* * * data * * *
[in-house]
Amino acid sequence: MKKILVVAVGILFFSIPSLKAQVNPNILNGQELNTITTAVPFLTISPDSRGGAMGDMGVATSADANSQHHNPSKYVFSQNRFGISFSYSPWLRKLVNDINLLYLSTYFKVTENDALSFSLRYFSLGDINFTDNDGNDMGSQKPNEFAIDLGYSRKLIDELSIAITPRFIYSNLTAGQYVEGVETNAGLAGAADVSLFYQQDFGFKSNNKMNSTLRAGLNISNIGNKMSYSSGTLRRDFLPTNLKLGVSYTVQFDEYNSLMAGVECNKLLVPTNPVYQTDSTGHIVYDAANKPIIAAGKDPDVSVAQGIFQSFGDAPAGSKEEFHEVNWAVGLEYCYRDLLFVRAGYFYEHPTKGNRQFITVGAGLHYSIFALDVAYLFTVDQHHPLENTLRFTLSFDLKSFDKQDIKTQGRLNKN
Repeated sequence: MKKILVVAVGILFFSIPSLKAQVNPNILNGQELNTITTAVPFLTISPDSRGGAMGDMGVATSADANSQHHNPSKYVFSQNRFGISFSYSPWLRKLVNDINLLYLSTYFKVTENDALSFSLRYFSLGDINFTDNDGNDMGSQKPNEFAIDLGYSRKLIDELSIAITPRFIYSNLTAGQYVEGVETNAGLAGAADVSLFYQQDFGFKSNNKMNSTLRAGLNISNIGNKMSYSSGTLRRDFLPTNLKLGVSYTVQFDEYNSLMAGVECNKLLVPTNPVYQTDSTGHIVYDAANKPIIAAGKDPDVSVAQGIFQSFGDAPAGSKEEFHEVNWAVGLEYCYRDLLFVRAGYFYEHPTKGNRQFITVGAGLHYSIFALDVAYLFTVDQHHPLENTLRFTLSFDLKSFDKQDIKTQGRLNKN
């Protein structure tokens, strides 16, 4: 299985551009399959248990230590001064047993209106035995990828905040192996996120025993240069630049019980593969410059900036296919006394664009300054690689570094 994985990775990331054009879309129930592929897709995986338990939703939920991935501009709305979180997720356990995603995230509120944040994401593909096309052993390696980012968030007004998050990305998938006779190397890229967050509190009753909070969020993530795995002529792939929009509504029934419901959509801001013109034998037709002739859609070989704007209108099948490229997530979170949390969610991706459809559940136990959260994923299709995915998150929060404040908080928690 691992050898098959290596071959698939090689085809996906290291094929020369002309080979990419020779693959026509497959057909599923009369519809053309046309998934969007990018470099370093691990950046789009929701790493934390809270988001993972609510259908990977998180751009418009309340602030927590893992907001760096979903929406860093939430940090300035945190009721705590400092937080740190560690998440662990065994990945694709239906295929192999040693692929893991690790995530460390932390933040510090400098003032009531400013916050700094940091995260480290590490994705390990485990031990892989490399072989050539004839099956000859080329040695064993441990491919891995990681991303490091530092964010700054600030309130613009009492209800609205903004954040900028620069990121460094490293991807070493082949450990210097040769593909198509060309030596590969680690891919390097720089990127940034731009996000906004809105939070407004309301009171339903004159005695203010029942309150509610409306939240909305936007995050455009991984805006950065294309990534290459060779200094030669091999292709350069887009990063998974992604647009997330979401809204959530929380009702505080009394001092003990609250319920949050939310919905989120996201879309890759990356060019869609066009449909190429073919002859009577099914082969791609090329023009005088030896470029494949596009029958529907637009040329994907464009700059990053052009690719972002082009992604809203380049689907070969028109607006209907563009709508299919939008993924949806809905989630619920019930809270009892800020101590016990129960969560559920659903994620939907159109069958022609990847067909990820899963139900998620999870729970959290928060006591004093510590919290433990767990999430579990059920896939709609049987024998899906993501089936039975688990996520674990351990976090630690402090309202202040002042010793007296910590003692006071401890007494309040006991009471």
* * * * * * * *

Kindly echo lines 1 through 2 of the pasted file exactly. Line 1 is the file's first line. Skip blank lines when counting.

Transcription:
[in-house]
Amino acid sequence: MKKILVVAVGILFFSIPSLKAQVNPNILNGQELNTITTAVPFLTISPDSRGGAMGDMGVATSADANSQHHNPSKYVFSQNRFGISFSYSPWLRKLVNDINLLYLSTYFKVTENDALSFSLRYFSLGDINFTDNDGNDMGSQKPNEFAIDLGYSRKLIDELSIAITPRFIYSNLTAGQYVEGVETNAGLAGAADVSLFYQQDFGFKSNNKMNSTLRAGLNISNIGNKMSYSSGTLRRDFLPTNLKLGVSYTVQFDEYNSLMAGVECNKLLVPTNPVYQTDSTGHIVYDAANKPIIAAGKDPDVSVAQGIFQSFGDAPAGSKEEFHEVNWAVGLEYCYRDLLFVRAGYFYEHPTKGNRQFITVGAGLHYSIFALDVAYLFTVDQHHPLENTLRFTLSFDLKSFDKQDIKTQGRLNKN